As the 2013 season seems to be going down the drain, here are some things we think about the Cleveland Indians.
While we aren’t ready to put a ribbon on this year because the Tribe still sits just 4-1/2 games out of the second wild card spot, despite a forgettable trip (at least so far) to Atlanta and Detroit, some things have happened in the last month that make us want to comment.
Even though he hasn’t won his last two starts because of the lack of hitting, Ubaldo Jimenez is making us change our minds about bringing him back to Cleveland. The two sides have a mutual option for ’14, and while most of the season it appeared it would be the Indians that wouldn’t want to pick it up, it may now be Jimenez that declines.
The right-hander made some mechanical adjustments recently and seems to have regained some life on his fastball. In his starts vs. the Twins and Braves, he routinely was hitting 94-96 MPH on the gun, a jump of 2-3 MPH.
Not coincidentally, he struck out 10 hitters in both games.
He’s having his best season since his 19-8 record in 2010 with Colorado, and with the price of pitching these days, if the Indians might be well served to pick up the option and add a year or two.
We wouldn’t go longer than three years because of the inconsistency that Jimenez has shown in his time in Cleveland, and that may not get it done. Still, if he finishes the year pitching like this, you have to try to bring him back.
Other interested find amongst this offensive slump is that Terry Francona may have found another relief pitcher in Carlos Carrasco.
As a starter, Carrasco seemed to over analyze things which caused him to think too much, and he looked like a victim of the “million dollar arm, ten-cent brain” syndrome.
On August 9th, Francona put him into a game against the Angels to save the bullpen and Carrasco threw five scoreless innings. He started against Minnesota five days later and was hit hard.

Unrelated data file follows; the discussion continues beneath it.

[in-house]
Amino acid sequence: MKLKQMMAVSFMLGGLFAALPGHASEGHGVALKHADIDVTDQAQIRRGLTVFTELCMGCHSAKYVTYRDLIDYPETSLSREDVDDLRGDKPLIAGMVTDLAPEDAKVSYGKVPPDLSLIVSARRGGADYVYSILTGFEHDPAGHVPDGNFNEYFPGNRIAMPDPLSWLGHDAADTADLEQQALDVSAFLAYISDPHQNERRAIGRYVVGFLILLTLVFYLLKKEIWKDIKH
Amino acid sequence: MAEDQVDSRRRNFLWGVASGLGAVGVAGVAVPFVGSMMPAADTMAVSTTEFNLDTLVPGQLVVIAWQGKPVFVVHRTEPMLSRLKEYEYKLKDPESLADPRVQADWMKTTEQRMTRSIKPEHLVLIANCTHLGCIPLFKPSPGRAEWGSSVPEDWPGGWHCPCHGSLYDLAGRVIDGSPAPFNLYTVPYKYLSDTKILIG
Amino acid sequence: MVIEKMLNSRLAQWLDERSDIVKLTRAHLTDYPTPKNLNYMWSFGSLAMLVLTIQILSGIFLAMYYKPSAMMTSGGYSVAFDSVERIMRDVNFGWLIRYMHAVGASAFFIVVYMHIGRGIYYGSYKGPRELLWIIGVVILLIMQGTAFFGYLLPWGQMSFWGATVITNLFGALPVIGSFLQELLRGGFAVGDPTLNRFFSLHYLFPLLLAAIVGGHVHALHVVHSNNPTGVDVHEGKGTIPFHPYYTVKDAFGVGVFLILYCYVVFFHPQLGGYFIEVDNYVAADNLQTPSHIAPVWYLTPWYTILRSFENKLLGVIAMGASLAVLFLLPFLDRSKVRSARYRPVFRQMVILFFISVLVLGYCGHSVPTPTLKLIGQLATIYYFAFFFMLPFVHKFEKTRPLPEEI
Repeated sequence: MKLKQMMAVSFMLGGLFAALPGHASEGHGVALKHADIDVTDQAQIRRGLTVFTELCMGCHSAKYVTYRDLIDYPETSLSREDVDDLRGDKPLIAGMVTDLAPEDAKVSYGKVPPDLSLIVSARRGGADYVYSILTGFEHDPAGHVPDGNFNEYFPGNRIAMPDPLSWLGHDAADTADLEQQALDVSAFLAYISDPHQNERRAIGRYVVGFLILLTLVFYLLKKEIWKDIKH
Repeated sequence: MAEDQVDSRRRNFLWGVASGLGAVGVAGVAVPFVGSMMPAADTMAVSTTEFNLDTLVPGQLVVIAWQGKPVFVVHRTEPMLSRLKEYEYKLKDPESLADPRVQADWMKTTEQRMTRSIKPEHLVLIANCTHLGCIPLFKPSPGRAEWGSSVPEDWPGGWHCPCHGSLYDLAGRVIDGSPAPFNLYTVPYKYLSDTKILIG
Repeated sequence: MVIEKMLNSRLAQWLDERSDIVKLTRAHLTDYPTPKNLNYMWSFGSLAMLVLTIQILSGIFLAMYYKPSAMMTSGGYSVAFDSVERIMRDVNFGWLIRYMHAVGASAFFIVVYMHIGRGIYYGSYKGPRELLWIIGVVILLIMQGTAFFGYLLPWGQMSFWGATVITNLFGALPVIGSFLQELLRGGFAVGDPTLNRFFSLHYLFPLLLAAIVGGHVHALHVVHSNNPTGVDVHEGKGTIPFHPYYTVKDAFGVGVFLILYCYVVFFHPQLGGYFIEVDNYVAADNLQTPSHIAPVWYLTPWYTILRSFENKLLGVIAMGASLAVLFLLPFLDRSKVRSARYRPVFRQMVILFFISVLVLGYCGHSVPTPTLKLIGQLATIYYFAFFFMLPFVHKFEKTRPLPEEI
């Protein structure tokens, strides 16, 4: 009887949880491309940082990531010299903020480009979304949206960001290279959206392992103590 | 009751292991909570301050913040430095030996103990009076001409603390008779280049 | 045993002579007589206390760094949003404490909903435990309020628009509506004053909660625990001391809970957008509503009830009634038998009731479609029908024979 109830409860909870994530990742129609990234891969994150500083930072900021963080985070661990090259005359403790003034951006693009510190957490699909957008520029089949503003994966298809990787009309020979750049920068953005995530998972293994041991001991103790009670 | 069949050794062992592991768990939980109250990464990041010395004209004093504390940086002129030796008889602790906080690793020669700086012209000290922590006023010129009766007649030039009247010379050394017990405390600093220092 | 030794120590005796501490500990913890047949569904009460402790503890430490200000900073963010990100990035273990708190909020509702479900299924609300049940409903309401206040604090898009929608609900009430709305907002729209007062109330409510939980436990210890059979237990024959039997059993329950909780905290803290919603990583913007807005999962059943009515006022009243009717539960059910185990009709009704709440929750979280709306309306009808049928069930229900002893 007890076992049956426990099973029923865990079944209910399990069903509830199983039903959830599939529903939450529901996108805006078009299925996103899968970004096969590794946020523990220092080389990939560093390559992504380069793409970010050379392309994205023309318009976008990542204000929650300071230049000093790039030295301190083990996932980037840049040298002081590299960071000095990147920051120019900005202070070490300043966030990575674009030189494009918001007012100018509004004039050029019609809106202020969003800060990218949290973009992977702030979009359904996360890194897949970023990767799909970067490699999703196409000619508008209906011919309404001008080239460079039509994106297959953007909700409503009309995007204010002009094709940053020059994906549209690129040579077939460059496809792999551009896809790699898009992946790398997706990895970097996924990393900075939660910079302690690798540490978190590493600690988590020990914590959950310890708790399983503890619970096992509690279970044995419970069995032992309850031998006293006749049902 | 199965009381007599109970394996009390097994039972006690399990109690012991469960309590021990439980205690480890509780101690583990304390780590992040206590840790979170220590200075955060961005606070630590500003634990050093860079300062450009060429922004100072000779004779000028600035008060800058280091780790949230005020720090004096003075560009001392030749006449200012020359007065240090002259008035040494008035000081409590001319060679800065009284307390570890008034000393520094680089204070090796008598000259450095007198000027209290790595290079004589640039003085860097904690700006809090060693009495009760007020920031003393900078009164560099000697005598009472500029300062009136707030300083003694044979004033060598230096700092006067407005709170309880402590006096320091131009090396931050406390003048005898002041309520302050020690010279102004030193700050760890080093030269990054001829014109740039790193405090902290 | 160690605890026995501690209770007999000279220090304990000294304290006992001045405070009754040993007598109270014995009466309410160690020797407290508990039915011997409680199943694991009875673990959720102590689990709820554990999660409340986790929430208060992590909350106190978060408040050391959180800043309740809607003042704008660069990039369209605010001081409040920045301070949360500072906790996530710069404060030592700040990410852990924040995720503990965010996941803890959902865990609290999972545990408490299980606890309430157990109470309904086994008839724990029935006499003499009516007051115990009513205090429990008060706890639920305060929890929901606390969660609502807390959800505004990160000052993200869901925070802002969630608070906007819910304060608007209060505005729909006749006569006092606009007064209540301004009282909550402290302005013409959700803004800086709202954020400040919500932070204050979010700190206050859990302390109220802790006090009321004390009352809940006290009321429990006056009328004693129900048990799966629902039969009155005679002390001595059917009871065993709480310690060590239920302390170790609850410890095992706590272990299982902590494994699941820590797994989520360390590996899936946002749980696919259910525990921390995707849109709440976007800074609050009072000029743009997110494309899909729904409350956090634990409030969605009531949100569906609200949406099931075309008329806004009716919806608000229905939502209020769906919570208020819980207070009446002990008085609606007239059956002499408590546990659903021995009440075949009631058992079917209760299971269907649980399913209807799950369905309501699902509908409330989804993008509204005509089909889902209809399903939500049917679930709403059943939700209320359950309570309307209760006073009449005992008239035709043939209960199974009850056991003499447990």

Since then, he’s been used strictly in relief and in three games has thrown 5-1/3 scoreless innings, even earning a win in the 14 inning victory vs. the Angels. Without the four days off in between starts and perhaps worrying about the results, Carrasco has thrived when he doesn’t know when he’s going to pitch.
He wouldn’t be the first successful relief pitcher to wash out as a starter.
With the hitters not coming through, the everyday players are getting a lot of criticism and the two free agents signed in the off-season, Nick Swisher and Michael Bourn are taking some heat.
Let us say this…giving a player big money doesn’t make them a better player.
We’ve discussed Swisher before. He is having an off-season, but in a normal year, he’s a .270 hitter who walks a lot, and hits 25 HR and knocks in 80-90 runs. Paying him a lot of cash isn’t going to make him a 35 HR, 120 RBI player.
The same is true with Bourn. He came here a great defensive centerfielder, but not a prototypical leadoff hitter in that his lifetime on base percentage was .336. He is down to .320 in 2013 because his walks are down (70 in ’12 and only 31 so far in ’13), but he’s not a Kenny Lofton type of leadoff man, getting on base close to 40% of the time.
Maybe he should change his approach a little because he strikes out a lot (a career high 155 times last year), and make more contact to take advantage of his speed, but he’s having a pretty typical Michael Bourn season.
You can’t be all over him for that.
All in all, it isn’t over yet for this year’s edition of the Indians, but it is starting to get late quickly.